This is the second stage in the annual vegetative cycle of the vine after flowering (see also BBCH code). The fertilised female ovaries of the flowers develop into berries. In the northern hemisphere, this occurs in the months June to July, in the southern hemisphere from December to January. The amount of berries depends, among other things, on the grape variety. As a rule, about one third (e.g. with Chasselas and Riesling) to a maximum of two thirds (e.g. with Silvaner) of the individual flowers are fertilized. One berry contains up to five (rarely six) grape seeds, which can be used as seeds for breeding new grape varieties by sowing and selection.
Unfavourable environmental conditions such as frost (late frost), diseases and pests or virus infections may result in poor fruit set. Then the unfertilized or insufficiently self-pollinated seed plants no longer mature into vine seeds. The unfertilized flowers trickle (French: coulure), which means that they simply fall off after flowering or wither to small, virgin, seedless berries(small berries, French: millerandage).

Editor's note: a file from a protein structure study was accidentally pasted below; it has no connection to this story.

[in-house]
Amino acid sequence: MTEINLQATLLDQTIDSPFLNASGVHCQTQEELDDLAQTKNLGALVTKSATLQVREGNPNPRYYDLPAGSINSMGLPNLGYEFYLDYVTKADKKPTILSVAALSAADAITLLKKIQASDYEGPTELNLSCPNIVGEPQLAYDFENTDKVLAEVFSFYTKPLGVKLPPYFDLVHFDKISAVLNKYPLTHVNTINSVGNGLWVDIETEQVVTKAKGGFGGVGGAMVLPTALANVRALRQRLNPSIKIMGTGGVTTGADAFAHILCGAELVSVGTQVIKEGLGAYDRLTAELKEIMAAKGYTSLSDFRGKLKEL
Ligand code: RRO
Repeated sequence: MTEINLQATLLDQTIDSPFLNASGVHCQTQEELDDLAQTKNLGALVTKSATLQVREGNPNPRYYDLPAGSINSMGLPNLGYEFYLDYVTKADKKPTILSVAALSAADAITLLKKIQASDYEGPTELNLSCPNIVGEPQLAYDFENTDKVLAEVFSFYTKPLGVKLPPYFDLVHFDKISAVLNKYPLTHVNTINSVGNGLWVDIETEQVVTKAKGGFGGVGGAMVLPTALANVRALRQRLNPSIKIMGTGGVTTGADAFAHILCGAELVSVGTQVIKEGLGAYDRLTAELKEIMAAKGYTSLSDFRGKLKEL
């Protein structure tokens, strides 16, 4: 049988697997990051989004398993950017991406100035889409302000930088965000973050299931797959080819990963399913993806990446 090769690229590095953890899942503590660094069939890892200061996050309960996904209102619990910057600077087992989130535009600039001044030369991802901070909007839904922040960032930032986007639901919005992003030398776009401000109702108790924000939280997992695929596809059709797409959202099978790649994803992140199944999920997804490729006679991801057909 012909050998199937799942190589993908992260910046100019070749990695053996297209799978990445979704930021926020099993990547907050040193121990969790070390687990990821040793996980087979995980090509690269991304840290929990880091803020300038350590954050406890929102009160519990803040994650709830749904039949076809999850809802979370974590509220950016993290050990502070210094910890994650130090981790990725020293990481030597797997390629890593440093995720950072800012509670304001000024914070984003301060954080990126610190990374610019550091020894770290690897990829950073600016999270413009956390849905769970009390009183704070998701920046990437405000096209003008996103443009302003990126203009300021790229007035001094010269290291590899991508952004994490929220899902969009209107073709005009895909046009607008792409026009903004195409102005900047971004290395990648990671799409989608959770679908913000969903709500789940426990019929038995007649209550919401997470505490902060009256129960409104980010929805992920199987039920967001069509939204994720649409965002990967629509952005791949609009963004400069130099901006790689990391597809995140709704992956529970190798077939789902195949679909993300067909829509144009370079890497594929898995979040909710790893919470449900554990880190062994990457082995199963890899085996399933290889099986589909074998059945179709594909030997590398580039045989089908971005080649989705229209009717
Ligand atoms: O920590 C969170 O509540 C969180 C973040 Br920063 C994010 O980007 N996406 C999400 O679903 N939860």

In the berry development phase I (cell division phase) the first phase of berry thickness growth takes place. Depending on the variety and vintage, it lasts for a period of 5 to 6 weeks. The condition of the fully grown but still hard and acidic berries, which cover the stem framework, is called grape closure (right picture). In the berry development phase II (suspension phase = standstill) there is a stop in growth purely externally. In this phase the build-up or reduction of the acids to a certain level begins. The duration of this phase is very much dependent on the variety, ranging from a few days to three or even four weeks in the case of Riesling. The next stage of development after these two phases is berry development phase III; see Véraison (start of ripening). A list of grape variety-specific keywords is included under Grapevine.